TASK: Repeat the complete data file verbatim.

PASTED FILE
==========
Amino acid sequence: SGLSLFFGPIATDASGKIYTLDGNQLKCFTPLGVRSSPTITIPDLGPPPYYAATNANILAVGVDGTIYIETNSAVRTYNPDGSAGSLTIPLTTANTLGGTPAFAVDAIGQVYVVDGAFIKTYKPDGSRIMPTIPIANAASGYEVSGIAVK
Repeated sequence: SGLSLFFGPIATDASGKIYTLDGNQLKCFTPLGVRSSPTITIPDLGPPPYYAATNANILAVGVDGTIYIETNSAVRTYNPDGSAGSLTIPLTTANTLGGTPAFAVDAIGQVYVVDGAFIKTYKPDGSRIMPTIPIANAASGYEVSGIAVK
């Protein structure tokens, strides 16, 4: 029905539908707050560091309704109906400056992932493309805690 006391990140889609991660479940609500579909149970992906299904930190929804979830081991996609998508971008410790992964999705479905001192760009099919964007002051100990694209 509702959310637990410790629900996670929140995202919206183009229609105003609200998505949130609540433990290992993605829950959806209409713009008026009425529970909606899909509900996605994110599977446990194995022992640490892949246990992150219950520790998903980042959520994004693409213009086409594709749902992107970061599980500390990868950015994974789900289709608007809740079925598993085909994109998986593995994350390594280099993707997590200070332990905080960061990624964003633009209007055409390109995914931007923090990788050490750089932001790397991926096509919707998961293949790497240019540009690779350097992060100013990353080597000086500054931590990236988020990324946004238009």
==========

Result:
Amino acid sequence: SGLSLFFGPIATDASGKIYTLDGNQLKCFTPLGVRSSPTITIPDLGPPPYYAATNANILAVGVDGTIYIETNSAVRTYNPDGSAGSLTIPLTTANTLGGTPAFAVDAIGQVYVVDGAFIKTYKPDGSRIMPTIPIANAASGYEVSGIAVK
Repeated sequence: SGLSLFFGPIATDASGKIYTLDGNQLKCFTPLGVRSSPTITIPDLGPPPYYAATNANILAVGVDGTIYIETNSAVRTYNPDGSAGSLTIPLTTANTLGGTPAFAVDAIGQVYVVDGAFIKTYKPDGSRIMPTIPIANAASGYEVSGIAVK
């Protein structure tokens, strides 16, 4: 029905539908707050560091309704109906400056992932493309805690 006391990140889609991660479940609500579909149970992906299904930190929804979830081991996609998508971008410790992964999705479905001192760009099919964007002051100990694209 509702959310637990410790629900996670929140995202919206183009229609105003609200998505949130609540433990290992993605829950959806209409713009008026009425529970909606899909509900996605994110599977446990194995022992640490892949246990992150219950520790998903980042959520994004693409213009086409594709749902992107970061599980500390990868950015994974789900289709608007809740079925598993085909994109998986593995994350390594280099993707997590200070332990905080960061990624964003633009209007055409390109995914931007923090990788050490750089932001790397991926096509919707998961293949790497240019540009690779350097992060100013990353080597000086500054931590990236988020990324946004238009």